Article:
Why You Should Still Send A Cover Letter
Email has transformed the way that we communicate as we have exchanged the written letter for an electronic copy, usually quickly typed from our computer keyboard or via cell phone text messaging or with a PDA device. Clearly, the communication rules are changing but one thing remains just about the same: you need to include a cover letter with your resume.
Sure, there are exceptions, specifically when an employer tells you that one isn’t necessary, but if you are attaching your resume to an email, don’t you think that at the very least a few sentences about you can come in handy?
Hard Or Soft Copy: Much Remains The Same
Whether sending your resume off via email or snail mail, there are some things about a cover letter which hold true. Let’s take a look at the cover letter essentials, a document which can make or break you:
Your contact information: If you are sending your cover letter via email, then your contact information is your email address. However, leaving nothing to chance, you may want to conclude your letter with your name, address, phone number, and repeat your email address. On a hard (printed) copy of your cover letter, this information should go on top of your cover letter just as it is found on your resume.
Today’s date: Only necessary on the hard copy of your letter, as your email will be date-stamped when it has been sent electronically.
The printed version of your cover letter should include the contact person’s name, title, company and address (city, state, zip). Of course, when sending it electronically getting the contact person’s name right is very important, if known. Otherwise Ladies and Gentlemen:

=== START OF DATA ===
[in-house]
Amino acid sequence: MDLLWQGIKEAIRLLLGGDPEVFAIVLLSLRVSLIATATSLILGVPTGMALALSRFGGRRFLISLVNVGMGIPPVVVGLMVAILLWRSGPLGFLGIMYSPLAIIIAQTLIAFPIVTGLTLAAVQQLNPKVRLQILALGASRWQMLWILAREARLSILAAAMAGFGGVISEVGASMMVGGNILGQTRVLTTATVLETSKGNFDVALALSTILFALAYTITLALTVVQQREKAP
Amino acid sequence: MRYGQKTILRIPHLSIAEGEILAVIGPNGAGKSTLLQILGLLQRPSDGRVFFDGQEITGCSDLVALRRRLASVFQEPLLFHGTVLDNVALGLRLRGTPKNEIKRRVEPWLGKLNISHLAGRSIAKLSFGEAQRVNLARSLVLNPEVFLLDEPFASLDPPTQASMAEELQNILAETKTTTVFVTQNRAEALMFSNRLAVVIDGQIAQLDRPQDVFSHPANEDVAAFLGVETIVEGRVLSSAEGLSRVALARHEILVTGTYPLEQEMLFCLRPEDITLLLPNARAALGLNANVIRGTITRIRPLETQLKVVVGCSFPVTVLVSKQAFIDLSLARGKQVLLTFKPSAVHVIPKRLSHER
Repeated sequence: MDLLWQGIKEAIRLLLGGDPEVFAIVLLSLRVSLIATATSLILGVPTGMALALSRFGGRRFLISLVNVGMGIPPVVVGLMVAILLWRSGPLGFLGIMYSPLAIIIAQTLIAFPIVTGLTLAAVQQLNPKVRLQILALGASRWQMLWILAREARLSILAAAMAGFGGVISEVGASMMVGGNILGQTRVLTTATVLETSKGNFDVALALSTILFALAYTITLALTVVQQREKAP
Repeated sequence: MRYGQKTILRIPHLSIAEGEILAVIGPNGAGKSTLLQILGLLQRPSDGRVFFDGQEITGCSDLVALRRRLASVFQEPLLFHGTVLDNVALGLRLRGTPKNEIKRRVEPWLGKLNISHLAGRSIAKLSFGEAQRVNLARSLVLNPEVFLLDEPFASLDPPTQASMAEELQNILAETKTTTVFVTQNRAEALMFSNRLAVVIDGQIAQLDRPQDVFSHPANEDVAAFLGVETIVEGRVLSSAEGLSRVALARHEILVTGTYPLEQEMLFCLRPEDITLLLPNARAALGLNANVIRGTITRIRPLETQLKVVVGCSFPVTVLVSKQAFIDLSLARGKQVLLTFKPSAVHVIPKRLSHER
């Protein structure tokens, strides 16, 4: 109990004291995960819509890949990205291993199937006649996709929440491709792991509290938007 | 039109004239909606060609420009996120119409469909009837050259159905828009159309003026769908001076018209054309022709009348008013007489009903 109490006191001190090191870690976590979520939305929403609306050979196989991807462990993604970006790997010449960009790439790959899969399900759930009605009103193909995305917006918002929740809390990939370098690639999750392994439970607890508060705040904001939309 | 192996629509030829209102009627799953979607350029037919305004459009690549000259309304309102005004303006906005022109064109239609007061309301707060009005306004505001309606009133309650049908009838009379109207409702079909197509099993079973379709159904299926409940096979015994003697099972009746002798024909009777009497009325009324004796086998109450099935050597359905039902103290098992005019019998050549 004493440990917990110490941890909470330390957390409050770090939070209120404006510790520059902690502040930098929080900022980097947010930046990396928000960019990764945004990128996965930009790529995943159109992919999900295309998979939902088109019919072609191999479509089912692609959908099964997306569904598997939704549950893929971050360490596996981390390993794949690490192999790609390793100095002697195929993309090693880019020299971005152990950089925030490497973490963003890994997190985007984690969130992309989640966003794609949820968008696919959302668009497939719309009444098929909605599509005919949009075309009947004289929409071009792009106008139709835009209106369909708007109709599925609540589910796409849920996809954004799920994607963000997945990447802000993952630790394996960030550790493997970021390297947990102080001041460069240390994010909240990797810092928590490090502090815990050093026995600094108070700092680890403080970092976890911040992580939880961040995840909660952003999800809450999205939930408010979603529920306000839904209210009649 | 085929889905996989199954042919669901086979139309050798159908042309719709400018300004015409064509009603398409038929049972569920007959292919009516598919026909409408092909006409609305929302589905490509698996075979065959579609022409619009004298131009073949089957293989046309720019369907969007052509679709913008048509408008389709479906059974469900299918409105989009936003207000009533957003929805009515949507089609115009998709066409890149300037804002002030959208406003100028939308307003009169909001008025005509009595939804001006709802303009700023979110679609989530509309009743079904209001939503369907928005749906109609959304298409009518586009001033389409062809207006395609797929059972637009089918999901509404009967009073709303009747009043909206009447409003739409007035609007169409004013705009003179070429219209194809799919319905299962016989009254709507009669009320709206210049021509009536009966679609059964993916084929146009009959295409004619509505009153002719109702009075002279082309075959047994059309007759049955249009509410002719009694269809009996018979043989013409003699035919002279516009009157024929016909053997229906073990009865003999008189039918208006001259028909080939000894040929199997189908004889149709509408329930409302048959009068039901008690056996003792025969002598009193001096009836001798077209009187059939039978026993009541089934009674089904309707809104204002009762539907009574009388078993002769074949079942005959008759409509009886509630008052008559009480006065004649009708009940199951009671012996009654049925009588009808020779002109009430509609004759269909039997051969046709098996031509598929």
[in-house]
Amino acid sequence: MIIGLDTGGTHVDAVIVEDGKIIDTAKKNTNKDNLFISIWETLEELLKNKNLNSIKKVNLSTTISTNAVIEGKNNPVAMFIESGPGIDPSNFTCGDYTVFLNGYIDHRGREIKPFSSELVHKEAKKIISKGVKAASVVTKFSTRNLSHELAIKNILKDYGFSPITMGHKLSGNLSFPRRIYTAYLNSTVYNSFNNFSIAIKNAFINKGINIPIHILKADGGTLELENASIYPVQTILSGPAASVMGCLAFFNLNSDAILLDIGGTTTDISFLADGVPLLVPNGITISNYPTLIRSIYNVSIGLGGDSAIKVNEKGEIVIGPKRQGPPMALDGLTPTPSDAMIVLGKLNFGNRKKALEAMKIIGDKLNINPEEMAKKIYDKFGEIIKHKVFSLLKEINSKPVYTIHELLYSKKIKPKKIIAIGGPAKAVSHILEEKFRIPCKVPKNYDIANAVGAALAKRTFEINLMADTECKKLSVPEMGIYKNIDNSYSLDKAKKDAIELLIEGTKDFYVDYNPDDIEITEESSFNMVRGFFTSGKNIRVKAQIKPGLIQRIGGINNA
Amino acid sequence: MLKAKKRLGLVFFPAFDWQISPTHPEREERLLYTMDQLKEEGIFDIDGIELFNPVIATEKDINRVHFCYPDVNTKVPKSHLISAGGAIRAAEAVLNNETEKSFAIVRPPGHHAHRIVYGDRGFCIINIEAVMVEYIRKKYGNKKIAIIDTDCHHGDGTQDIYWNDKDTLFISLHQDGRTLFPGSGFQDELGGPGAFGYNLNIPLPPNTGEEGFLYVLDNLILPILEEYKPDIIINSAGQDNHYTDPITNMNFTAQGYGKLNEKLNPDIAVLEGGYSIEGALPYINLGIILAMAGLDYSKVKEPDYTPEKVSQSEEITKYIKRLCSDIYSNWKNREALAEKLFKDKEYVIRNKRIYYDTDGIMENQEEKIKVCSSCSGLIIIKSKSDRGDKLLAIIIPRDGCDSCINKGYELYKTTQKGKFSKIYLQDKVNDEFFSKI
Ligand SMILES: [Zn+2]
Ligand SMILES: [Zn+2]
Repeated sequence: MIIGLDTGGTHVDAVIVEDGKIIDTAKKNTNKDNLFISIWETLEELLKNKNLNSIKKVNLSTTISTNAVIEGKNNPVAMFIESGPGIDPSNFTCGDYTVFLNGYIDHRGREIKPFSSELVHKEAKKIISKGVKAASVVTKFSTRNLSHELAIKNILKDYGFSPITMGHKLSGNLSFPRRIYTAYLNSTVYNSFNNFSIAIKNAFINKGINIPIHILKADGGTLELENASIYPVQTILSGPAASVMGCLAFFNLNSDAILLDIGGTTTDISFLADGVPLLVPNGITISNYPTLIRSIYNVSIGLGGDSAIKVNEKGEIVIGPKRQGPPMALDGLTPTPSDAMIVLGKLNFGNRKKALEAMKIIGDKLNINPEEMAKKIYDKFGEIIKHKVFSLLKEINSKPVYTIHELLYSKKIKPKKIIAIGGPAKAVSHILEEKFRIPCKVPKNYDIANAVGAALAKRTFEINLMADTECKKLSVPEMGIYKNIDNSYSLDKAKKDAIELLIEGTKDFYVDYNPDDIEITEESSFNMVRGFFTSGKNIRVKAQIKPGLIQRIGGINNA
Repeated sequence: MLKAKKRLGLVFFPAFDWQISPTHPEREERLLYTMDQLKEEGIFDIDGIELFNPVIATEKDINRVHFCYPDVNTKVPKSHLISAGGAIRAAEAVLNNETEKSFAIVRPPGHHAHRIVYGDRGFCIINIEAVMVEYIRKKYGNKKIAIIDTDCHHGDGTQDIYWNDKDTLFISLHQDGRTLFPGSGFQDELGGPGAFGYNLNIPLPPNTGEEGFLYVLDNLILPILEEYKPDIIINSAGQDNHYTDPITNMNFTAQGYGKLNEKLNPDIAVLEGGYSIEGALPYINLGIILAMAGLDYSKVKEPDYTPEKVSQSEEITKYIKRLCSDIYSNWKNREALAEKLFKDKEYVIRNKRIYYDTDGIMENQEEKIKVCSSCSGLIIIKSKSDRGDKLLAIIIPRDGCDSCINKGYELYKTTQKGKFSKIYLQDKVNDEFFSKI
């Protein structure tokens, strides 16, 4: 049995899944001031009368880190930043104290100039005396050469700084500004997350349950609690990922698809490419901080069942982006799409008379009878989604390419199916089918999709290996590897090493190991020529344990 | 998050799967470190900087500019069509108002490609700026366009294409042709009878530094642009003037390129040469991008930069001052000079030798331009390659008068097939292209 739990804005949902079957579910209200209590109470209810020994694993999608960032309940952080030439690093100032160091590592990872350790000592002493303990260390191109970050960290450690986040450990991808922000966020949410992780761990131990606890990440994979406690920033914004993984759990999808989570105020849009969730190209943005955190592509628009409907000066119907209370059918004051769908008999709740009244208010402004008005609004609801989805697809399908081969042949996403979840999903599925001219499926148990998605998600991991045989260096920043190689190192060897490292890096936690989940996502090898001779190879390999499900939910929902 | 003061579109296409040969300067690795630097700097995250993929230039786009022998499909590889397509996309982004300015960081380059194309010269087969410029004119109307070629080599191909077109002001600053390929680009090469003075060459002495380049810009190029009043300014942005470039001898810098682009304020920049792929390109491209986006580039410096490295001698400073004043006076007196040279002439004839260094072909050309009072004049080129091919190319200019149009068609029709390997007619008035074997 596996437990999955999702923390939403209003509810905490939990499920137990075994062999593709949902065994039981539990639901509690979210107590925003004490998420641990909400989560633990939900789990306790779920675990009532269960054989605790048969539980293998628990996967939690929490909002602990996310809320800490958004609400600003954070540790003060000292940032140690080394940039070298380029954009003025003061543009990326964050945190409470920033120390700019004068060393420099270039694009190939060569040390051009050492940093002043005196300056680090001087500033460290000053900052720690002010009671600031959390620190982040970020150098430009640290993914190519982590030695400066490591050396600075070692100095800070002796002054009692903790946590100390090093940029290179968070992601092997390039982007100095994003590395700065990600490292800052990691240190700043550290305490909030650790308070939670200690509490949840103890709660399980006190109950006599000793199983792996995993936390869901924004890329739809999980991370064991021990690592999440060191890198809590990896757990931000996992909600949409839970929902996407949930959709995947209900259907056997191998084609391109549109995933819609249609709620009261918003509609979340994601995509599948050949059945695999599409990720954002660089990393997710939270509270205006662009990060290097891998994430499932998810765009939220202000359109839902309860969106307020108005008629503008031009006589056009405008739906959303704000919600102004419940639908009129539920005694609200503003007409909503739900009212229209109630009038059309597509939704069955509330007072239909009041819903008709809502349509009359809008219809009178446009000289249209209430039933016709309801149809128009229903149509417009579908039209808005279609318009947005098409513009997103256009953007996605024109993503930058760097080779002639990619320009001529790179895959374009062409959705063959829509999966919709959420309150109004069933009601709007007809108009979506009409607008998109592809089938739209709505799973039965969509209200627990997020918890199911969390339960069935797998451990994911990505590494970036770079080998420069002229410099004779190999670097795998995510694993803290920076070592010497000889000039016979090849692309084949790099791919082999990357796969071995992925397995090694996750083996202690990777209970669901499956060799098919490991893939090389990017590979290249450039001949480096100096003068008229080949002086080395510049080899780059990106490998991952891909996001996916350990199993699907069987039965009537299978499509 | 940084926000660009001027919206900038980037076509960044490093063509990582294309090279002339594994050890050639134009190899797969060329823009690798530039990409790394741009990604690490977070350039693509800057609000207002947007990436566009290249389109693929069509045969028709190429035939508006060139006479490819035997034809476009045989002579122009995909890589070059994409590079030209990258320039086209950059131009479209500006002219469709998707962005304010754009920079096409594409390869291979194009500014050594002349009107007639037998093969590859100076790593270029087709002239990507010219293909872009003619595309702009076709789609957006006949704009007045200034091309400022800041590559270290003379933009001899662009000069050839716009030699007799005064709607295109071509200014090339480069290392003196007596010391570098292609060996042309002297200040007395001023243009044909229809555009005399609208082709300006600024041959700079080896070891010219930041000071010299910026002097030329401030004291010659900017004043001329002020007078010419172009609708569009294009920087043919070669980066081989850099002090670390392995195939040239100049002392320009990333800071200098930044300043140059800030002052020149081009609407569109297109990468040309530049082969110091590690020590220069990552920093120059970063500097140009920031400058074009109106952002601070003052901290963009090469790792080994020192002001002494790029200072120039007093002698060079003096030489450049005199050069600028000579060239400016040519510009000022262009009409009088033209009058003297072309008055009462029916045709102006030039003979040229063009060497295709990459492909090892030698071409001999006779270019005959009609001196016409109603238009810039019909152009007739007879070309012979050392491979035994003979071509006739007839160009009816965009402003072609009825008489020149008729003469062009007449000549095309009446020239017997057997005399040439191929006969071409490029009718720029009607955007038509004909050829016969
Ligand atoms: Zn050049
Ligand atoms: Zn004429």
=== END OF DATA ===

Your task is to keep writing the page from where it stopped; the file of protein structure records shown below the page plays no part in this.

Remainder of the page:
will be the proper salutation to use.
Body of the Letter: The usual “Dear: So and So” should be followed by two or three brief paragraphs where you mention the specific job you are interested in; followed by your qualifications, skills, and education; your interest in the company; and concluding with your desire to set up an interview. The “body” part should be the same whether your cover letter goes out as an email or is printed.
I leave nothing to chance by almost always “signing” my email and concluding it with contact information. Do likewise when sending a hard copy and send both the cover letter and resume off via snail mail or attach the resume in an email and send it out that way.
In some cases companies refuse attachments in a bid to avoid you inadvertently transferring a virus with your email. In that case, write your cover letter and immediately after your concluding part cut and paste your resume and have it follow the cover letter.
Standing Out From The Pack
Some people wonder, “why all the bother with a cover letter?” Well, companies screen candidates and one way they decide who is worth considering are those people who pay attention to detail.
You don’t want to give a company reasons why not hire you before you have a chance to demonstrate in person why you’re their best candidate. A cover letter can make the difference for the person who spends a little extra time crafting a winning copy.
Special thanks to LisaRae, whose Palm photograph graces this page.
Filed under: Employment